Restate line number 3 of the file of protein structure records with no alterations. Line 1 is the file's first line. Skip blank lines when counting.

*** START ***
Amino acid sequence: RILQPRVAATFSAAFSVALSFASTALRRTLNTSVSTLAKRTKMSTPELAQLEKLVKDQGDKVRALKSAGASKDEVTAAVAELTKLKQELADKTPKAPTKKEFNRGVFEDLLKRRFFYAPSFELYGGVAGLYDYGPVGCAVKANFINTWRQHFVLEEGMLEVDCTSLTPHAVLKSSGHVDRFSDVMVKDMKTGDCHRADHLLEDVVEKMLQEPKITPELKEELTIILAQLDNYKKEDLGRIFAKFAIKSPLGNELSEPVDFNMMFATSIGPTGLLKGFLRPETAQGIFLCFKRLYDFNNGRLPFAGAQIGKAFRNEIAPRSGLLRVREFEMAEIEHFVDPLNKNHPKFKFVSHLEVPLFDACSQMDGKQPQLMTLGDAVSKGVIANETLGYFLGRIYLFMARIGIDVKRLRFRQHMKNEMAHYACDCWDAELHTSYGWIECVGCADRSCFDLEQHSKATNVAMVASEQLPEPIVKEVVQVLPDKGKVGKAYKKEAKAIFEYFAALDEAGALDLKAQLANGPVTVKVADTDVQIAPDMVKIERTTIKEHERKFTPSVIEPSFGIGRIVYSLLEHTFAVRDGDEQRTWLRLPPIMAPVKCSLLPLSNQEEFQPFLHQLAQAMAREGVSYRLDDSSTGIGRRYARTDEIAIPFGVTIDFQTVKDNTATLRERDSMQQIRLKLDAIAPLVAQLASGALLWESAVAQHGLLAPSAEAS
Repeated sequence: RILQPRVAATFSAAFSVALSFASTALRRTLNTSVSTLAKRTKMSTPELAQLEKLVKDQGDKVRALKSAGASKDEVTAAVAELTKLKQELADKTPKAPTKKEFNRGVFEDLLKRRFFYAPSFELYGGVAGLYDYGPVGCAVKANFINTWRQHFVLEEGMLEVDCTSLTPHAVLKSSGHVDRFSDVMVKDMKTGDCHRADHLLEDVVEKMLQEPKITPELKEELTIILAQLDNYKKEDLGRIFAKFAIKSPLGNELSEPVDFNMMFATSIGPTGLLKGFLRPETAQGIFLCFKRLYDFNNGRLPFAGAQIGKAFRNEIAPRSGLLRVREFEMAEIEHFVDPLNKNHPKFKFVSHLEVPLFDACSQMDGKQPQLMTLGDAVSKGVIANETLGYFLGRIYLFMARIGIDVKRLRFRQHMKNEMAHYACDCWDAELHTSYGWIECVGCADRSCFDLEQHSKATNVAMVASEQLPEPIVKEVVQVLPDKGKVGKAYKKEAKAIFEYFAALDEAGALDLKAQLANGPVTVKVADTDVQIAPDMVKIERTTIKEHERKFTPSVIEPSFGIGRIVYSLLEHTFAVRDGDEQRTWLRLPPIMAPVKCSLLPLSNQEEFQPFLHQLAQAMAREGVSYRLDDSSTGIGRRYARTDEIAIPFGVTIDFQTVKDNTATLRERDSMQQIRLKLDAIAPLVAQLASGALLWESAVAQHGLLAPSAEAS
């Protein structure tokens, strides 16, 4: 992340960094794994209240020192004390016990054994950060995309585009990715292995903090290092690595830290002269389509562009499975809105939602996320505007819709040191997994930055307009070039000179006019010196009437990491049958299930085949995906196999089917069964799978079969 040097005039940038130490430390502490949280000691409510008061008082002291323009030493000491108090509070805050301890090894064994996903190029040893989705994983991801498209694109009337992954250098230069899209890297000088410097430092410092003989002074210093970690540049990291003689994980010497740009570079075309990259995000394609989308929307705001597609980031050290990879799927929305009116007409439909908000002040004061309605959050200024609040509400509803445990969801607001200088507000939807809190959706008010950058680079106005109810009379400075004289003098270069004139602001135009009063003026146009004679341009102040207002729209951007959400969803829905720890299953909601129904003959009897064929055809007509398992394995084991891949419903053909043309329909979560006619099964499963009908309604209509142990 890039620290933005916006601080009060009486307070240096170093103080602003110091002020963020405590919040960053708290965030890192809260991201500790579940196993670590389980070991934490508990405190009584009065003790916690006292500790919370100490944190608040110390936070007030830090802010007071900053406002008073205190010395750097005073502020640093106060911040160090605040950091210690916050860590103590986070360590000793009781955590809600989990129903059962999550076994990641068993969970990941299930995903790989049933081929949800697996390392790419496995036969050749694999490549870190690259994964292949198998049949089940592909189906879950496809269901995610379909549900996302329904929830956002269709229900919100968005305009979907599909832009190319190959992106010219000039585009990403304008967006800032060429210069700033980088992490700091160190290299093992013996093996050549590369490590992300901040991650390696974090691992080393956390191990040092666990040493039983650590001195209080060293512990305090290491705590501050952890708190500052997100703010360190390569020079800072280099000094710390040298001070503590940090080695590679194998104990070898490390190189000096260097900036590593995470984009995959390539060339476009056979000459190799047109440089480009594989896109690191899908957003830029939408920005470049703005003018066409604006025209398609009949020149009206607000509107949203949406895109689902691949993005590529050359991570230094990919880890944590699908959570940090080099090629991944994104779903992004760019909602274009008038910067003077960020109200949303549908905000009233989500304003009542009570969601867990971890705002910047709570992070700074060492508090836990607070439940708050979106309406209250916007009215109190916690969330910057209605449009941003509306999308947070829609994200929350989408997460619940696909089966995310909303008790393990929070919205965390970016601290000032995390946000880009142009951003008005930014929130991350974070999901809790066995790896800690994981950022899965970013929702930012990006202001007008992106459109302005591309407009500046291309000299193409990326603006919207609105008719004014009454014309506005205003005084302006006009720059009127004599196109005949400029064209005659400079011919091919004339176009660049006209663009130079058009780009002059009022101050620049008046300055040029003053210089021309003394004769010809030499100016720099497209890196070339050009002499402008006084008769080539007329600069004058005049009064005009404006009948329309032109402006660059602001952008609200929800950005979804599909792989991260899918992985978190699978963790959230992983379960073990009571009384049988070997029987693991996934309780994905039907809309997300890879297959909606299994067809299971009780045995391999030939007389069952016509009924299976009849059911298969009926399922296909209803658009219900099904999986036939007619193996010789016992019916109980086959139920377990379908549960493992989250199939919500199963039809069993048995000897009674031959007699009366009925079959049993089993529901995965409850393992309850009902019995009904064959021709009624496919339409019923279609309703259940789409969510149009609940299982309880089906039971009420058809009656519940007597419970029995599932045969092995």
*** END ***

């Protein structure tokens, strides 16, 4: 992340960094794994209240020192004390016990054994950060995309585009990715292995903090290092690595830290002269389509562009499975809105939602996320505007819709040191997994930055307009070039000179006019010196009437990491049958299930085949995906196999089917069964799978079969 040097005039940038130490430390502490949280000691409510008061008082002291323009030493000491108090509070805050301890090894064994996903190029040893989705994983991801498209694109009337992954250098230069899209890297000088410097430092410092003989002074210093970690540049990291003689994980010497740009570079075309990259995000394609989308929307705001597609980031050290990879799927929305009116007409439909908000002040004061309605959050200024609040509400509803445990969801607001200088507000939807809190959706008010950058680079106005109810009379400075004289003098270069004139602001135009009063003026146009004679341009102040207002729209951007959400969803829905720890299953909601129904003959009897064929055809007509398992394995084991891949419903053909043309329909979560006619099964499963009908309604209509142990 890039620290933005916006601080009060009486307070240096170093103080602003110091002020963020405590919040960053708290965030890192809260991201500790579940196993670590389980070991934490508990405190009584009065003790916690006292500790919370100490944190608040110390936070007030830090802010007071900053406002008073205190010395750097005073502020640093106060911040160090605040950091210690916050860590103590986070360590000793009781955590809600989990129903059962999550076994990641068993969970990941299930995903790989049933081929949800697996390392790419496995036969050749694999490549870190690259994964292949198998049949089940592909189906879950496809269901995610379909549900996302329904929830956002269709229900919100968005305009979907599909832009190319190959992106010219000039585009990403304008967006800032060429210069700033980088992490700091160190290299093992013996093996050549590369490590992300901040991650390696974090691992080393956390191990040092666990040493039983650590001195209080060293512990305090290491705590501050952890708190500052997100703010360190390569020079800072280099000094710390040298001070503590940090080695590679194998104990070898490390190189000096260097900036590593995470984009995959390539060339476009056979000459190799047109440089480009594989896109690191899908957003830029939408920005470049703005003018066409604006025209398609009949020149009206607000509107949203949406895109689902691949993005590529050359991570230094990919880890944590699908959570940090080099090629991944994104779903992004760019909602274009008038910067003077960020109200949303549908905000009233989500304003009542009570969601867990971890705002910047709570992070700074060492508090836990607070439940708050979106309406209250916007009215109190916690969330910057209605449009941003509306999308947070829609994200929350989408997460619940696909089966995310909303008790393990929070919205965390970016601290000032995390946000880009142009951003008005930014929130991350974070999901809790066995790896800690994981950022899965970013929702930012990006202001007008992106459109302005591309407009500046291309000299193409990326603006919207609105008719004014009454014309506005205003005084302006006009720059009127004599196109005949400029064209005659400079011919091919004339176009660049006209663009130079058009780009002059009022101050620049008046300055040029003053210089021309003394004769010809030499100016720099497209890196070339050009002499402008006084008769080539007329600069004058005049009064005009404006009948329309032109402006660059602001952008609200929800950005979804599909792989991260899918992985978190699978963790959230992983379960073990009571009384049988070997029987693991996934309780994905039907809309997300890879297959909606299994067809299971009780045995391999030939007389069952016509009924299976009849059911298969009926399922296909209803658009219900099904999986036939007619193996010789016992019916109980086959139920377990379908549960493992989250199939919500199963039809069993048995000897009674031959007699009366009925079959049993089993529901995965409850393992309850009902019995009904064959021709009624496919339409019923279609309703259940789409969510149009609940299982309880089906039971009420058809009656519940007597419970029995599932045969092995």